The Hadash family is also heavily involved with Santa Cops through the Arlington Police Association. Santa Cops provides families in Arlington ISD with gifts and household items at a party thrown annually a few weeks before Christmas. The Hadashes spend a day volunteering at parties for these families, distributing toys and goods, serving them and then cleaning and resetting the room for the next group of families. “My husband and I have been doing Santa Cops for a long time — from sorting the donated toys and helping at the parties to getting donations — it’s a big part of our Christmas,” Hadesh points out.
 
And because Hadash has made serving such an integral part of her family’s holiday culture and traditions, the giving at home naturally gets simplified. “The girls each get one gift from Santa and three from us — most of which they are ready to donate after a few months to a child in need,” she says.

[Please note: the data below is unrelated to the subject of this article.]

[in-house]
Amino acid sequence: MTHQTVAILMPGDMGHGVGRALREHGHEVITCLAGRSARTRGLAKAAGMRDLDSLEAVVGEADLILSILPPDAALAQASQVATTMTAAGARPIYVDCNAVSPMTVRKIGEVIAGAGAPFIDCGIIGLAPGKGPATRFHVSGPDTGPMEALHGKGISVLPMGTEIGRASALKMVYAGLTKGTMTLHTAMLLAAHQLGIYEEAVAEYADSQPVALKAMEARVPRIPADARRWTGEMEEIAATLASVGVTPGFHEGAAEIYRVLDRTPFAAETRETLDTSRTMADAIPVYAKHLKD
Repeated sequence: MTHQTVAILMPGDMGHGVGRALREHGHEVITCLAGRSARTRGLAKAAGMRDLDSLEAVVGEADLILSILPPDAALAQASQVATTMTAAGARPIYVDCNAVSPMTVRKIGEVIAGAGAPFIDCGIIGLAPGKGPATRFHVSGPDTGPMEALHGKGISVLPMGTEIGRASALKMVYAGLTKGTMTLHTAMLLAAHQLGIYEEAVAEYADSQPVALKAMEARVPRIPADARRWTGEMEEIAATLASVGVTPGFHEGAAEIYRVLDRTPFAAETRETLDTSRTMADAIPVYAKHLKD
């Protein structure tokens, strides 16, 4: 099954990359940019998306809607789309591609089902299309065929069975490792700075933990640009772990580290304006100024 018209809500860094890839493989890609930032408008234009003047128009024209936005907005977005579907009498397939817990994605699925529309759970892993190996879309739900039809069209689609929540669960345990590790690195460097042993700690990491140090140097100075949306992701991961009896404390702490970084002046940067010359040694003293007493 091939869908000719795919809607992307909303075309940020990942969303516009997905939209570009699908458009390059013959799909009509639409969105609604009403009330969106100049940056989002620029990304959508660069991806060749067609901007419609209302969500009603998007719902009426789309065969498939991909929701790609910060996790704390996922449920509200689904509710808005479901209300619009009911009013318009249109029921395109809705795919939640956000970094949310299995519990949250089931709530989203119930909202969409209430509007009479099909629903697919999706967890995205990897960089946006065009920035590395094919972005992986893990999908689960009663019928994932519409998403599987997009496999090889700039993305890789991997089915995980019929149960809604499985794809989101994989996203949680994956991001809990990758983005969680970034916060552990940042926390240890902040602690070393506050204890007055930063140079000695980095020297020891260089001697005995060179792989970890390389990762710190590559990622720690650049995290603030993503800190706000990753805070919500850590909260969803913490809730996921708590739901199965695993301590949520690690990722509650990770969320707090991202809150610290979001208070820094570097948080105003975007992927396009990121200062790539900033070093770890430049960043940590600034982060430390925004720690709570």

Taking the First Steps
 
Debbie Green, 34, of Plano knew she wanted to be intentional about emphasizing volunteerism from the beginning of 2-year-old Emily’s childhood. “Volunteering is my passion,” Green explains, “and I want to bring Emily along and make it a part of her life right from the start.”
 
She found various ways to help Emily understand the idea of giving before receiving during the holidays by connecting with different local civic-minded mom groups on MeetUp, like Collin County Playdates and various Facebook pages. Through these organizations, she and Emily take part in easy volunteering projects, such as baking cookies for neighbors or delivering treats to the local fire station. Green says this is a wonderful way to communicate to her daughter what is truly important. “While she’s young, I want to create a foundation for service, and these groups make it easy to help us focus on giving to others,” Green explains.